“As I gazed out the window of our 15-seater turboprop airplane at the turquoise Caribbean waters below,” writes new Belize Correspondent Ann Kuffner, “I could barely contain my anticipation. It was February 1999. My husband Mike and I were on the last leg of our trip to San Pedro, Ambergris Caye…’Temptation Island.’ I was so mesmerized by the sight of the distant waves breaking on the offshore barrier reef that the size of the oh-so-small airstrip barely registered.
“Growing up in Michigan, I’d spent the summers of my youth frolicking in warm inland lakes and local swimming pools. As a Pisces, I’ve always gravitated toward the water. When I moved to San Francisco, I was disappointed to discover that the Pacific Ocean is cold, dark, and dangerous. Still, I learned to scuba dive in my 20s, venturing many times into the wild waters off the California coast. But I yearned to travel to the Caribbean, Hawaii, and Mexico, where the waters were said to be warm, clear, and alive with sea life.
“Eventually, I visited each of these places. But, for me, nothing compared with diving and snorkeling in the Caribbean–the color and clarity of the water and the abundance of life in the Caribbean Sea, for me, was unparallel. I had to put my aquamarine fantasy aside as I climbed the corporate ladder, but I never forgot my Caribbean experience.
“In the late 1990s, I began reading about Belize and Ambergris Caye, reigniting my repressed desires for a Caribbean adventure. Belize had not yet been ‘discovered,’ so land prices were still within reach (unlike in St. Thomas, Virgin Gorda, and other Caribbean islands, where property prices were in the stratosphere. I did my due diligence and signed up for a one-week vacation tour focused on investing and living in Belize.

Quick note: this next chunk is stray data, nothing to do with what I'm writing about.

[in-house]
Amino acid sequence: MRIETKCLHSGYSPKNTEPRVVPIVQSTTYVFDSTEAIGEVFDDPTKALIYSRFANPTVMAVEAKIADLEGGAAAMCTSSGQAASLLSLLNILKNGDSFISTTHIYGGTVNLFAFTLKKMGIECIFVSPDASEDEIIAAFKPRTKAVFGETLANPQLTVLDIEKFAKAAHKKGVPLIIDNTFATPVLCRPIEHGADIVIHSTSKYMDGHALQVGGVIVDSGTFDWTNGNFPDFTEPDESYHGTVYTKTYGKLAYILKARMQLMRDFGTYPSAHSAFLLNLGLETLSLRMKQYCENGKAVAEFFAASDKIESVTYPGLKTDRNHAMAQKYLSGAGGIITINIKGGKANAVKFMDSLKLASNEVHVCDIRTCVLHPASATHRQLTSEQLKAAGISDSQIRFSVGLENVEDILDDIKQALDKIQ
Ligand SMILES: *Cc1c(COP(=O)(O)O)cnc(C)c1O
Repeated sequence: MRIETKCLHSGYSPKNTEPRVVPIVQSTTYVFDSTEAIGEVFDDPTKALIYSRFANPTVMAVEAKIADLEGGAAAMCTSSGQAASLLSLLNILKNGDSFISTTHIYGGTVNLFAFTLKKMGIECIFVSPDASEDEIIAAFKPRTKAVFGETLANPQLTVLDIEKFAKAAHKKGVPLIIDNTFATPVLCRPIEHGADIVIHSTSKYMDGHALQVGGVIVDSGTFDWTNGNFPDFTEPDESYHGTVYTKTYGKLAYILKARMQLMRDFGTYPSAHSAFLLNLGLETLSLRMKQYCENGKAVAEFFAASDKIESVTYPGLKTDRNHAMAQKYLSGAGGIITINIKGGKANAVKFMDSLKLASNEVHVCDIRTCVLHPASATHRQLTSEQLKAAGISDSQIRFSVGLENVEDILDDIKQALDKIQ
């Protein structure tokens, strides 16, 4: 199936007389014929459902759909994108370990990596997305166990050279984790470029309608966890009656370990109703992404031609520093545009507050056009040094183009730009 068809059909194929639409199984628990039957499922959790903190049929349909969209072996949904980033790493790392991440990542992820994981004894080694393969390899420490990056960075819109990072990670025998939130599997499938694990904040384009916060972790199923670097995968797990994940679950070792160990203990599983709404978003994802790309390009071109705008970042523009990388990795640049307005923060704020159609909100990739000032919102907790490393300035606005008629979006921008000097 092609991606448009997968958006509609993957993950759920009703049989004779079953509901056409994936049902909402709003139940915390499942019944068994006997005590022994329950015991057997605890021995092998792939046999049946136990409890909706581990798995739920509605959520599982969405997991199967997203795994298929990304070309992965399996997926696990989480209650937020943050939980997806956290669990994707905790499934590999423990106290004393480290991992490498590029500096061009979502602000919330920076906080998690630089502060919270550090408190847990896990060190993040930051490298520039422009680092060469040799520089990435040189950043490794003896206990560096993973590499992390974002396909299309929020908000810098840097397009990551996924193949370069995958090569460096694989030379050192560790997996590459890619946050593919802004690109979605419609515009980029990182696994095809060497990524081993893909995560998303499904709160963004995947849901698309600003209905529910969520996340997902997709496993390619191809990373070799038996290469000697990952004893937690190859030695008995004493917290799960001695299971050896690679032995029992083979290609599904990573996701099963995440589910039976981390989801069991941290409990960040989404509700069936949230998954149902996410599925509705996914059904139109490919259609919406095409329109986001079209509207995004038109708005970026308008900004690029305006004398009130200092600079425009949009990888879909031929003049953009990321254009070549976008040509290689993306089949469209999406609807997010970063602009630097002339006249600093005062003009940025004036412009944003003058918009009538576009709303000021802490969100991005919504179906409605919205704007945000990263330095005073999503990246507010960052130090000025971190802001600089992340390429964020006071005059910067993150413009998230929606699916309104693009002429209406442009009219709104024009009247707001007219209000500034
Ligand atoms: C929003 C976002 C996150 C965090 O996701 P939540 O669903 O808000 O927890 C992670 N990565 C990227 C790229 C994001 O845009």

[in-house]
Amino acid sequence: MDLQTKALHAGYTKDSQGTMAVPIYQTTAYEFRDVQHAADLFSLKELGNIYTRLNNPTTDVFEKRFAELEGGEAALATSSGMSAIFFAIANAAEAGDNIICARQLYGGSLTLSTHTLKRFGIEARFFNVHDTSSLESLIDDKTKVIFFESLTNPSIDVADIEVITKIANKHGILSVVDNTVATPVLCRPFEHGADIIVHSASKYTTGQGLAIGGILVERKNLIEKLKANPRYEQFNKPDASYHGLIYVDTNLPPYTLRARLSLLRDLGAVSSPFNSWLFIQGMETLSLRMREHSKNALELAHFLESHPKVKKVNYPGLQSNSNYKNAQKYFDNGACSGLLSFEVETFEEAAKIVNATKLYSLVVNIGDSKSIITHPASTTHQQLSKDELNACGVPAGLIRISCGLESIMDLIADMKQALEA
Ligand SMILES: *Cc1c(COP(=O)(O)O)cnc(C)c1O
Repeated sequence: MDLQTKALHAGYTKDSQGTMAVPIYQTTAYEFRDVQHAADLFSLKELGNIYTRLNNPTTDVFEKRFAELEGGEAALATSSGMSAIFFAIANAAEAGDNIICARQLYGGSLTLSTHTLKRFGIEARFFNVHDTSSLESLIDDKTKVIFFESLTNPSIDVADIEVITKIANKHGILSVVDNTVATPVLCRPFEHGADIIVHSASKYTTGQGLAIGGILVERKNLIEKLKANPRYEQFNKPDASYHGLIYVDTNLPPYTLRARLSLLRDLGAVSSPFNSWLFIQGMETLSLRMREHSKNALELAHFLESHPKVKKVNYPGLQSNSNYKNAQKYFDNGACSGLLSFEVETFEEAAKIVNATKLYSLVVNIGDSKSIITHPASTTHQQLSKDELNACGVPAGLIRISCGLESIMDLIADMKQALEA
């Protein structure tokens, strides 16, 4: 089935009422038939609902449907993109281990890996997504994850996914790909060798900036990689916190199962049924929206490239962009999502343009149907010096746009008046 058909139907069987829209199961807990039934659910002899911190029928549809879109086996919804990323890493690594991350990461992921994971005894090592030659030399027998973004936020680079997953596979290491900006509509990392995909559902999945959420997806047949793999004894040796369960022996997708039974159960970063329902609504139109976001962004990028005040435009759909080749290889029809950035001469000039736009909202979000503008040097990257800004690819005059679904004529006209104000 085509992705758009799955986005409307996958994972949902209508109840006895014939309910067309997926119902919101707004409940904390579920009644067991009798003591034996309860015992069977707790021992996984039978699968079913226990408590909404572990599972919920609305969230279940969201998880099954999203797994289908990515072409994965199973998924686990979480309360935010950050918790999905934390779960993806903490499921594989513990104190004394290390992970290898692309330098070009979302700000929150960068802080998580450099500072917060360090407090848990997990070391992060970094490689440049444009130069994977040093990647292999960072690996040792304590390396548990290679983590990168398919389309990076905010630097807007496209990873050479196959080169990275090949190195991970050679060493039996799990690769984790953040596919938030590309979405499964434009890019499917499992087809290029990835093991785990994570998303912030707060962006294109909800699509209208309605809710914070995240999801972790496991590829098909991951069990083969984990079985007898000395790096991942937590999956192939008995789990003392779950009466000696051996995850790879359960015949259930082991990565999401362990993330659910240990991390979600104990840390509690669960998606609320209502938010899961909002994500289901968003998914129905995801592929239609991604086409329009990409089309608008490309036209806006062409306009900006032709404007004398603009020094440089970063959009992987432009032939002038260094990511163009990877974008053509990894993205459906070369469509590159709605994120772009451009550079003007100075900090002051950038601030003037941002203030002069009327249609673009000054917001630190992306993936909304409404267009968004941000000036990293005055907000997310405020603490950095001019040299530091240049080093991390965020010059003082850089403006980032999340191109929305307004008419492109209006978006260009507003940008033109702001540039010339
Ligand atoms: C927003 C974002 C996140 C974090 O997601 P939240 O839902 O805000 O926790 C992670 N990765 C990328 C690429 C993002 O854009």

“Only one problem: My significant other wasn’t nearly as excited about the idea as I was.
“‘What about Guatemala? Aren’t they ready to invade Belize?’ he asked.
“‘Isn’t it humid?’
“‘Aren’t there a lot of bugs?’
“‘Is the government stable?’
“I’d done enough research to satisfy myself that Belize was the place and this was the time. After all, there are only so many English-speaking islands in the Caribbean that are easy to reach and reasonably priced. I was a professional woman who’d made up her mind. I was going on that Belize tour, with or without my husband-to-be. And, if I liked what I saw, I knew I would buy.
“In the end, Mike did join me. That trip was the beginning of an adventure that continues to unfold. The tour was fantastic. During that week, our group flew to three different regions within the country. It was a whirlwind trip to San Pedro on Ambergris Caye and then to the mainland to see Placencia on the south coast and San Ignacio in the Cayo. At each location, we listened to speakers, met local politicians and real estate agents, sampled the local cuisine, and enjoyed the sights and entertainment.
“By the end of the week, we were on information overload. Each location had pluses and minuses. The barrier reef was but a half-mile offshore from Ambergris Caye, where there was also an established community, a definite town, and a lot to do. Placencia had the best beaches and the lowest beachfront property prices. It was quiet and laid back. The Cayo was lush and mountainous, with Mayan ruins and lovely eco-lodges. Each region had its own charms.